[time-nuts] FRK-L Rubidium

Garren Davis garren.davis at qlogic.com
Sat Feb 9 12:38:04 EST 2013


Found my problem with the FRK. R31 on the Osc board was burned and open. This was caused by a shorted C16. Replaced and it is now locked. The lock voltage is 12.7v. Is this good or should it be lower?

Garren




On Feb 9, 2013, at 6:10 AM, "Bob Camp" <lists at rtty.us> wrote:

> Hi
>
> How old is the FRK? Does it look like it's been run without a heat sink for very long? They tend to get flaky if run for a while (many months) without heat sinking. There's nothing mysterious about it. The MTBF of the parts gets noticeably worse as the unit heats up.
>
> Bob
>
> On Feb 9, 2013, at 1:09 AM, Garren Davis <garren.davis at qlogic.com> wrote:
>
>>
>> Well for some reason the 10 Mhz stopped working on the FRK. Don't know why. Started up the thunderbolt. It acquired satellites but then the DAC voltage went to -5 volts. It's been there for an hour. Will this change after the unit stabilizes? Going to bed. Will check it tomorrow.
>>
>> Garren
>>
>>
>>
>>
>> On Feb 8, 2013, at 8:25 PM, "Ed Palmer" <ed_palmer at sasktel.net> wrote:
>>
>>> Hi Garren,
>>>
>>> I suggest that you get the Thunderbolt working first.  Without a known 10 MHz source to compare to, you're flying blind.  Once the Tbolt is running, you should be able to check the frequency of the FRK by feeding both into your scope.  Trigger on the Tbolt and watch what the FRK does.  You should see the trace scrolling in one direction, then slow down, then stop, then scroll the other direction.  The 'stop' point is at 10 MHz.  The frequency sweeps a total of 20-30 Hz so it's easy to see.  If you don't see the 'stop' point, the FRK isn't getting to 10 MHz.  Now use the best frequency counter you've got to measure the Tbolt.  Regardless of the calibration of your counter, the number your counter gives you becomes your 'new' 10 MHz.  Now measure the FRK to see if it's running fast or slow.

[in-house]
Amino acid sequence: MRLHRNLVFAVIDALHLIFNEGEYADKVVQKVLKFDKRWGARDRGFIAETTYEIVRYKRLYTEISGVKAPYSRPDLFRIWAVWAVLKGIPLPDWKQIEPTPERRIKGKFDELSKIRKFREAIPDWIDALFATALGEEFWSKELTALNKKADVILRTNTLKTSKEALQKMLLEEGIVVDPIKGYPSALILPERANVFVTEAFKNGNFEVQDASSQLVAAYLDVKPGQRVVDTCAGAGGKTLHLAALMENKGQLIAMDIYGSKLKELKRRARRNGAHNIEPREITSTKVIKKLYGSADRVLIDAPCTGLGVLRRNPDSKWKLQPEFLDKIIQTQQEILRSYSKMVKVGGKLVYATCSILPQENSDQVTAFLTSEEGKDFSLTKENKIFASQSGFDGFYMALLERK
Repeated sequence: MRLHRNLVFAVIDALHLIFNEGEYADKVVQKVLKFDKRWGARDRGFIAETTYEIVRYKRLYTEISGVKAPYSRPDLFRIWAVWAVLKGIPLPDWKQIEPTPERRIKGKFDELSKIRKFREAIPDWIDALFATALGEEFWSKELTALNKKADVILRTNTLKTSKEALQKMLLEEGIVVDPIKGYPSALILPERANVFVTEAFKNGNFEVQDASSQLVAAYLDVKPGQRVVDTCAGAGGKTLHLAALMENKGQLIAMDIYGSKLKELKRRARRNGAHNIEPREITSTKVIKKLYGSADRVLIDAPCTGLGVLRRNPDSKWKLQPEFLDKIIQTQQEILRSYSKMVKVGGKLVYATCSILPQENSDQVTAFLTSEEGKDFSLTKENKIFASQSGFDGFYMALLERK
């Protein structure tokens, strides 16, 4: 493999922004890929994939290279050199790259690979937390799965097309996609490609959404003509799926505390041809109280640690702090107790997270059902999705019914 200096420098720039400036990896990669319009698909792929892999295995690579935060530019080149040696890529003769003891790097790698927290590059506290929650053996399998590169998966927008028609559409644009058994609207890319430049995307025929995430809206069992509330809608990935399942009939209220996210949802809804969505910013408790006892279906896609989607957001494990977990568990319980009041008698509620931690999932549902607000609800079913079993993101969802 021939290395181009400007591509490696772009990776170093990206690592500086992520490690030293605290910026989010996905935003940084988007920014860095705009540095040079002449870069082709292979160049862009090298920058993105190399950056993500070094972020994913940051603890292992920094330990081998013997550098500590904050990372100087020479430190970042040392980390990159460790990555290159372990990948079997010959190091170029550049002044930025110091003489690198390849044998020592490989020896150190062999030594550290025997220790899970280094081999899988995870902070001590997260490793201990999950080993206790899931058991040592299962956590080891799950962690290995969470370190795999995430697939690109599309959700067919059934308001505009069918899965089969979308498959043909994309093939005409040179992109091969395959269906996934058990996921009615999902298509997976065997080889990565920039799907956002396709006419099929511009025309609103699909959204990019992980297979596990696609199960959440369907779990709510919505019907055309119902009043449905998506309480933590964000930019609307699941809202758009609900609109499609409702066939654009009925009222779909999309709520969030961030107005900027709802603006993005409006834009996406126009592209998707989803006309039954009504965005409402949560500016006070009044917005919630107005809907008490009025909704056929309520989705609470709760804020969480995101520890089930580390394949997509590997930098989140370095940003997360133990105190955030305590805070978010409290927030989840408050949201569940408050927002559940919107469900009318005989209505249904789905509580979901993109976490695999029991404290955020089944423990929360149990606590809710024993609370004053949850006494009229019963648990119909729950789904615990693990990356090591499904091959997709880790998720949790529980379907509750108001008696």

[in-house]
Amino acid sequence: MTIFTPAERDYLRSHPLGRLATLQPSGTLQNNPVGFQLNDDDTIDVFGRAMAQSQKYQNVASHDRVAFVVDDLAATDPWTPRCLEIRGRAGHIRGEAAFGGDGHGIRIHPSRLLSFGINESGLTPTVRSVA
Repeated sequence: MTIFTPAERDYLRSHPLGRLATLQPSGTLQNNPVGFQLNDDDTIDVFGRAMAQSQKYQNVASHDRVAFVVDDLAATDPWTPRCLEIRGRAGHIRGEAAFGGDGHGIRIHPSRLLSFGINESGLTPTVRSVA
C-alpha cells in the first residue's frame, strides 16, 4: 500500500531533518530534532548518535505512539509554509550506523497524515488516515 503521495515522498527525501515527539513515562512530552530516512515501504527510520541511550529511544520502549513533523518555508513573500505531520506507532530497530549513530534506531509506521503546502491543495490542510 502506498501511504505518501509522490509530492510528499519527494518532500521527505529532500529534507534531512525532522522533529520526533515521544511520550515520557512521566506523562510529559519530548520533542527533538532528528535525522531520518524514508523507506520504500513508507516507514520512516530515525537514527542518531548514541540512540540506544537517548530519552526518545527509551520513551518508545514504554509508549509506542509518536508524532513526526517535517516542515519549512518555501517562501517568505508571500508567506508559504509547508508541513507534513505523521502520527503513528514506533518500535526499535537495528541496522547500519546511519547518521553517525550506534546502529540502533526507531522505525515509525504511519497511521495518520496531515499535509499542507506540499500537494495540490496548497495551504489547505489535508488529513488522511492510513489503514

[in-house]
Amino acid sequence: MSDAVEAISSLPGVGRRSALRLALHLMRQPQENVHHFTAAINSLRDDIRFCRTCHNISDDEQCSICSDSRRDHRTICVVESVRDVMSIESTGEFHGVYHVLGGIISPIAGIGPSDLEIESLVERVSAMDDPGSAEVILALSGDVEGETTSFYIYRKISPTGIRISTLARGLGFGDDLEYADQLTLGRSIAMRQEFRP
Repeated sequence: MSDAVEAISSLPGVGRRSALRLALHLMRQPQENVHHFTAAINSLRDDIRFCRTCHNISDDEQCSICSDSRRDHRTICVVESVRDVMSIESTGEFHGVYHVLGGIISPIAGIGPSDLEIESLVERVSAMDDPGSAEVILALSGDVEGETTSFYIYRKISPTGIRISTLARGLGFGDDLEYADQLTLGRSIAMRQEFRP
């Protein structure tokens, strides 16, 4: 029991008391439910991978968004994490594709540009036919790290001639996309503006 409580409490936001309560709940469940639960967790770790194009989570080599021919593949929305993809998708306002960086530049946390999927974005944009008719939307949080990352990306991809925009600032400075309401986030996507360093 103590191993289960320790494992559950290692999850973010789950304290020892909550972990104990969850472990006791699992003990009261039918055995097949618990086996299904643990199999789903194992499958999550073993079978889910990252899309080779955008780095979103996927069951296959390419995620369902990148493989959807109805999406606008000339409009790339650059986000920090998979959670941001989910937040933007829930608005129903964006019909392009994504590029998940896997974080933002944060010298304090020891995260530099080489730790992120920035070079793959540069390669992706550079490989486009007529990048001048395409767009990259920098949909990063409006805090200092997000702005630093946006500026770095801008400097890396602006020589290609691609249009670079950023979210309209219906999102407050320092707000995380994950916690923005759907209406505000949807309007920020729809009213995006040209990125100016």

>>>
>>> You should check the temperature of the lamp.  It's easy to get at by removing the cover in the center of the heat sink.  Probably best to remove the cover and then power down before you go poking around inside!  The temperature of the cavity is also important, but getting to it is more of a hassle - don't go there if you don't have to.
>>>
>>> Of course, check for the normal things like internal power supply voltages, ripple, current drain (both initial and steady-state), etc.
>>>
>>> Regarding your second message, yes, the adjustment under the heat sink near the edge is the C-field.  That won't help you at this point.  The adjustment in the center of one side is the VCO.  You could try adjusting it, but like I said, you're flying blind at this point.  You won't know if you're adjusting closer to 10 MHz or further away.
>>>
>>> Good luck,
>>>
>>> Ed
>>>
>>>
>>> On 2/8/2013 6:12 PM, Garren Davis wrote:
>>>> Been lurking on the list for a while and finally started playing with a FRK-L  rubidium frequency standard. I've had this thing for a while and decided to power it up and see what it would do. I do not get a lock. What I see is the lamp voltage at 8.54 volts which I think is good but the xtal control voltage swings from 2 volts to 15 volts and back to 2 volts and keeps cycling like that. I don't have a good frequency counter but I have a 3 Ghz 40 G/sample scope and it shows that the 10 MHz signal is there. I just don't know how accurate it is. Has anyone seen a problem like this? Can anyone point me to a place to start debugging this? I have the schematics and test tools. I am a test engineer so I'm not afraid to poke around in the guts of this thing. Hopefully I can get this thing running. I also have a thunderbolt that I'll get running this weekend. I don't know how deep I'll get into this time-nuts thing but I have this nice scope and a Wavecrest sitting in my garage a
> n
>> d
>>> I'd lik
>>> e to put them to use. Any help would be appreciated.
>>>>
>>>> Garren
>>>
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>>
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